Monday, 18 February 2013

Tom Devine talks mince

                                       Tom Devine listening to a lemon...

In yesterday's Sunday Herald , historian Tom Devine and lawyer Brian Fitzpatrick call on the church to listen more, particularly to the young:

Most recent papal and episcopal pronouncements suggest little scope or readiness for compromise on these moral "fundamentals". Without a new pontiff somehow rekindling their hopes for change and open-mindedness, the West's most enduring institution is faced with an existential struggle if its younger members judge it not merely irrelevant but unfair. A good start might be a little more listening and a little less preaching.

Although Tom Devine has been relatively quiet on this front before, Fitzpatrick has shot his mouth off quite regularly. For example, in an article in Scottish Review, Fitzpatrick criticized Cardinal O'Brien's attitude to same sex 'marriage' and homosexuality in general:

Yet what is it that motivates this gospel of the genitals rather than the evangelising of the gentiles? 
     The psychoanalyst might point us to the overly strident heterosexuality of an all-male clerical cadre. But might it instead reflect a sense of corporate weakness and a lack of courage in a faltering church leadership increasingly out-of-touch with its members and which has never properly responded to the calls of the second Vatican Council for recognition of the vocation of Catholic laypeople? 

One of the irony's of Devine's position is that he has (rightly) become famous for his criticism of the 'virtual universal historical illiteracy' of Scots and for his lambasting of popular presentations of Scottish history such as the BBC series 'History of Scotland':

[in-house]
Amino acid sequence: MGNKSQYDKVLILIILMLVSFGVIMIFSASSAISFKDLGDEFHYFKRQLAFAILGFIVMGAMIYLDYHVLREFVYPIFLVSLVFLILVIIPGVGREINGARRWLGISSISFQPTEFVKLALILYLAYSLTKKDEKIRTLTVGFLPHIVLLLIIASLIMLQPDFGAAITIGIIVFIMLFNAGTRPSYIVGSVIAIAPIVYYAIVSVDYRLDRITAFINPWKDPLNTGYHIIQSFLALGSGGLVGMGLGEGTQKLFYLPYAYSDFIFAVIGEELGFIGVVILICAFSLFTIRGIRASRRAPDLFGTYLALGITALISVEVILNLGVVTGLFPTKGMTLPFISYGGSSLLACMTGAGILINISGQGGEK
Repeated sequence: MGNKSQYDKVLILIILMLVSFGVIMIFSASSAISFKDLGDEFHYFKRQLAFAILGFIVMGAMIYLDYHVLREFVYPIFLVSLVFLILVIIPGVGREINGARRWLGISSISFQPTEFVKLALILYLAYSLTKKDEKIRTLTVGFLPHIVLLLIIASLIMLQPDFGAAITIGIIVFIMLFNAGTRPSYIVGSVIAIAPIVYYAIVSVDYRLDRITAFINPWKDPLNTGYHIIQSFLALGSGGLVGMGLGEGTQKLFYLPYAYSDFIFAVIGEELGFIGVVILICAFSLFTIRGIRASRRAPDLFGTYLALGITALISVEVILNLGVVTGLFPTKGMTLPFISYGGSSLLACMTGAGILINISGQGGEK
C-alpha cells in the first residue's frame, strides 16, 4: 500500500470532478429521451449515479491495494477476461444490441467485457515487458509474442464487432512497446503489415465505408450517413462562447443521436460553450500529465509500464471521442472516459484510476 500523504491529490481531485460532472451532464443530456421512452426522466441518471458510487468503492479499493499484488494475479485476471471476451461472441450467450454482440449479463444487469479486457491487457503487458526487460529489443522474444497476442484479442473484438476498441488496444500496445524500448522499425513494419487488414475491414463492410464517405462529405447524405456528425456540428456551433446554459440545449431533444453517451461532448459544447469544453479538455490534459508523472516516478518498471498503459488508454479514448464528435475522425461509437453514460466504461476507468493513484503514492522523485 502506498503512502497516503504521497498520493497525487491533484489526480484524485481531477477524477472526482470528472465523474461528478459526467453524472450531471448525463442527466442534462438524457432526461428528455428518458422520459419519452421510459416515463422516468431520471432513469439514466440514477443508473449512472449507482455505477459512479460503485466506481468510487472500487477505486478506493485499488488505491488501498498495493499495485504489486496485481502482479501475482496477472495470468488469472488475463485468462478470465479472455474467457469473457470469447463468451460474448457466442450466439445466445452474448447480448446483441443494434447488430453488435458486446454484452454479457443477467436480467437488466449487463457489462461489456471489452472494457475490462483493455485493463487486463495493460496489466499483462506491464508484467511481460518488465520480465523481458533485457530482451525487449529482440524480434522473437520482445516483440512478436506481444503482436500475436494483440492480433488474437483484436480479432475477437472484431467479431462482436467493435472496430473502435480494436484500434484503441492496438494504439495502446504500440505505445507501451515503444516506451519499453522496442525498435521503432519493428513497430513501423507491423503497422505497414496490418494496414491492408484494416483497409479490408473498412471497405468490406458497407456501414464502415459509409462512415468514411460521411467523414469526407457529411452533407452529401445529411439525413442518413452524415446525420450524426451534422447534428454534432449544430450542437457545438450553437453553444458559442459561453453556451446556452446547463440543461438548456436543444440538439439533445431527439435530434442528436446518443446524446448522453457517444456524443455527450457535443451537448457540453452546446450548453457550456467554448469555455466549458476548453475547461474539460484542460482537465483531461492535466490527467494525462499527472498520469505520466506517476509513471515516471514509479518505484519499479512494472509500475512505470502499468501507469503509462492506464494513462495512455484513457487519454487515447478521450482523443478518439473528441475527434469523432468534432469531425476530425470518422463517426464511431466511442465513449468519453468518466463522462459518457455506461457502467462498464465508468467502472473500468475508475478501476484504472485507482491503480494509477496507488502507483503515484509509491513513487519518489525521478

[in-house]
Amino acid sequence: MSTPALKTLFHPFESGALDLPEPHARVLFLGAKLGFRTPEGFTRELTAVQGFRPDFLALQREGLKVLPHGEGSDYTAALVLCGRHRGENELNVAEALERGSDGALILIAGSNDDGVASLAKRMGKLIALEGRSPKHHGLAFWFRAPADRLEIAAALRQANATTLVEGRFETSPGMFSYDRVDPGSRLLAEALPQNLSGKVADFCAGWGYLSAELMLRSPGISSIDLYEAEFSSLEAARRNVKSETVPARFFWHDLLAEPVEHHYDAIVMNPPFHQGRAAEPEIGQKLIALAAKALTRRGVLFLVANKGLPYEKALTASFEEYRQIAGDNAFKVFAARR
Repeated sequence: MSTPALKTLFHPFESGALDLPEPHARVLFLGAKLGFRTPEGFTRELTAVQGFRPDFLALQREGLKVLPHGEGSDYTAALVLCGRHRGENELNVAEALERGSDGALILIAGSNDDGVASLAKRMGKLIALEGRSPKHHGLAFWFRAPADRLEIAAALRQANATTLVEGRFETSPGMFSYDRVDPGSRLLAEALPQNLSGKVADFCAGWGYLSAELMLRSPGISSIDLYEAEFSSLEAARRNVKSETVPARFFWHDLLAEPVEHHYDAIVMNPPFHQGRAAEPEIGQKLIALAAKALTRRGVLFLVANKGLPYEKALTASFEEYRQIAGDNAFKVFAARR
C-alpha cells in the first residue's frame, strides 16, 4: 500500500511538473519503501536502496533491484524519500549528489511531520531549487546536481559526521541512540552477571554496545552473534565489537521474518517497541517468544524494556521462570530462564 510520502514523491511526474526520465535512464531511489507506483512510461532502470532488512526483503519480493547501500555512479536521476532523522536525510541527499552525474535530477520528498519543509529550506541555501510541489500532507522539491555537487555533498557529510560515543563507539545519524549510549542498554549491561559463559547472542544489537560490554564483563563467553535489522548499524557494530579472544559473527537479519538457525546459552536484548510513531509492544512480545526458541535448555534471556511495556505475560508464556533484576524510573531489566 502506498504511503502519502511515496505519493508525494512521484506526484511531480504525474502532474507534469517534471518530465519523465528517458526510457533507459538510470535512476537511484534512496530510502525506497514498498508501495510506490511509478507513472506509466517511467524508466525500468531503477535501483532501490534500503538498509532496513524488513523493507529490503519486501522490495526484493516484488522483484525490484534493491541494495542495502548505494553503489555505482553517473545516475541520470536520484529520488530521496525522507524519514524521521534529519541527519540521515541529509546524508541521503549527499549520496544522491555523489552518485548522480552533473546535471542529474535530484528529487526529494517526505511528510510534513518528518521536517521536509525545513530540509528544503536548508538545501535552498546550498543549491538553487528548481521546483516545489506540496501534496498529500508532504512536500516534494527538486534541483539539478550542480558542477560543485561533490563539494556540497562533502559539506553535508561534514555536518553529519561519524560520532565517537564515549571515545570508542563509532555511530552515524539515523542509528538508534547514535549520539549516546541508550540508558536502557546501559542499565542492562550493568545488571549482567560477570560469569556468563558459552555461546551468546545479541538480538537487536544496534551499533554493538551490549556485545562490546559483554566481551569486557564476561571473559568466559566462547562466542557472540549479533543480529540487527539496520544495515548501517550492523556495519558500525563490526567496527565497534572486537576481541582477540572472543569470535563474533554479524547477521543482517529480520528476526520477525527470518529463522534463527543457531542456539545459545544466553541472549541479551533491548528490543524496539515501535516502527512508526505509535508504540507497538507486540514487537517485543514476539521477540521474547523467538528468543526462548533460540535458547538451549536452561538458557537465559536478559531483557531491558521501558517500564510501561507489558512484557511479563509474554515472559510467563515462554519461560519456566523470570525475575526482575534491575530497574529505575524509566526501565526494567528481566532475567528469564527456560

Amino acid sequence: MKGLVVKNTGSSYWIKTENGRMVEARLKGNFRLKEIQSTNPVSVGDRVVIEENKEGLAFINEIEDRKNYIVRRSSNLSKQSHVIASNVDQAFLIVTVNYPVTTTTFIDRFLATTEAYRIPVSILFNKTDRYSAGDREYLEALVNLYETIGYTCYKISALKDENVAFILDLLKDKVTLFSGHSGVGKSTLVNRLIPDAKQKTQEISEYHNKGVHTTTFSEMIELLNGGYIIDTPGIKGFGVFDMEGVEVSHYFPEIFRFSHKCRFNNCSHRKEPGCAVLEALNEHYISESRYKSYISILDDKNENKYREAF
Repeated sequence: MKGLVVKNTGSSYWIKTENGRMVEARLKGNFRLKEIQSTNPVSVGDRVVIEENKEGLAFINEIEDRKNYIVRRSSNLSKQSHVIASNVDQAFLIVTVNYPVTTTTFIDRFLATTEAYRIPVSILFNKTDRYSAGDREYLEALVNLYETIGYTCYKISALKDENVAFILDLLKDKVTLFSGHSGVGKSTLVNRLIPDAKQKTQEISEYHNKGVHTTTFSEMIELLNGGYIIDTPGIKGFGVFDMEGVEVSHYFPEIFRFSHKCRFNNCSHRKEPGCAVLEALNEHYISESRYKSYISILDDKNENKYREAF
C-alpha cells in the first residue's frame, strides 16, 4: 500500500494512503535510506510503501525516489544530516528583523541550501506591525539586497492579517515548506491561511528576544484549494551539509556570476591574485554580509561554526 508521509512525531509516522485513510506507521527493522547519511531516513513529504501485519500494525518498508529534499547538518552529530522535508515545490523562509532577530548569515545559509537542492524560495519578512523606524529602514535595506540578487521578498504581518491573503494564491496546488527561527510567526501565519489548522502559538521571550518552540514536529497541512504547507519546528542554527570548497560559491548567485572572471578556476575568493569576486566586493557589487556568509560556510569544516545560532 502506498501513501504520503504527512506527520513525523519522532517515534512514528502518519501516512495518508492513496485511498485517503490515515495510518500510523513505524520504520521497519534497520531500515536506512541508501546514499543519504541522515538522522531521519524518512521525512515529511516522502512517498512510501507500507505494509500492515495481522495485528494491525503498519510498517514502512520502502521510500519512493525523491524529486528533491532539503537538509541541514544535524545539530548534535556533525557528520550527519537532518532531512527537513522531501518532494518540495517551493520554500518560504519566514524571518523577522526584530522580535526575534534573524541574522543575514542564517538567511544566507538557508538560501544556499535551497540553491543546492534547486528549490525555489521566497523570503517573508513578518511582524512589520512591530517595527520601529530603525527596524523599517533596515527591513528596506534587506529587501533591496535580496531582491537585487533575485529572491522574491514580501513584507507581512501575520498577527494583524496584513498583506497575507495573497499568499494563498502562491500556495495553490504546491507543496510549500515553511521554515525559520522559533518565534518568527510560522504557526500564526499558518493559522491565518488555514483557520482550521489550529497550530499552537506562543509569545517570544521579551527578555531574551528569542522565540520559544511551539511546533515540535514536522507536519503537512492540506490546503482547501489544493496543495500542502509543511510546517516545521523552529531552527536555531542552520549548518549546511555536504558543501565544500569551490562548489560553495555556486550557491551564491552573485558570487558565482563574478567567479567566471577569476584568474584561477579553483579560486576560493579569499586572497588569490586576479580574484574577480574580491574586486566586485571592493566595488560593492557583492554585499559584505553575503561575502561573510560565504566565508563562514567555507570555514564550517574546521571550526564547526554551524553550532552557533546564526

Why do they dumb down these things? Why can’t they have heavyweights discussing heavyweight issues?

But, fair enough. Perhaps he's had a change of heart and embraced his inner Neil Oliver. I look forward to his conducting future historical research by trolling round the nation's High Schools and listening to Standard Grade pupils explaining their views on the development of the Scottish economy since 1707. Or at least a little less lecturing and a little more listening to his students (or indeed Neil Oliver).

What is forgivable in dumb non-Catholics is less so in smart (self-described) practising Catholics. Catholic moral theology is as much a technical discipline as history. There is of course a sense in which listening is important in both disciplines: it is relevant to listen to what areas of history students find difficult to grasp; equally, it is relevant to listen to difficulties Catholics have in living out to the full the teachings of the Church. But the idea that (as Devine might put it) dumbing down in either discipline is a good thing is ludicrous.

Pastor in Valle is right.

Probably the most damaging thing was not the changes made to the liturgy, but what has been called the catechetical revolution. It robbed two generations (at least) of the ability to articulate and understand their faith. It took from them a standpoint from which to assess the assertions of the newspapers, and made them prey, like everyone else, to the murky world of 'feelings' without understanding. 'Securus judicat orbis terrarum' has always been a motto that made sense in the Catholic context—it was the thing that changed Newman's life. And now, having had the wind sown for us, we are reaping the whirlwind.

That damage is evident both in the 'young people' and in theological amateurs such as Tom Devine and Brian Fitzpatrick. 


  1. I don't know why these old men think they speak for young people. We don't want their warmed up left overs from 'life on Mars'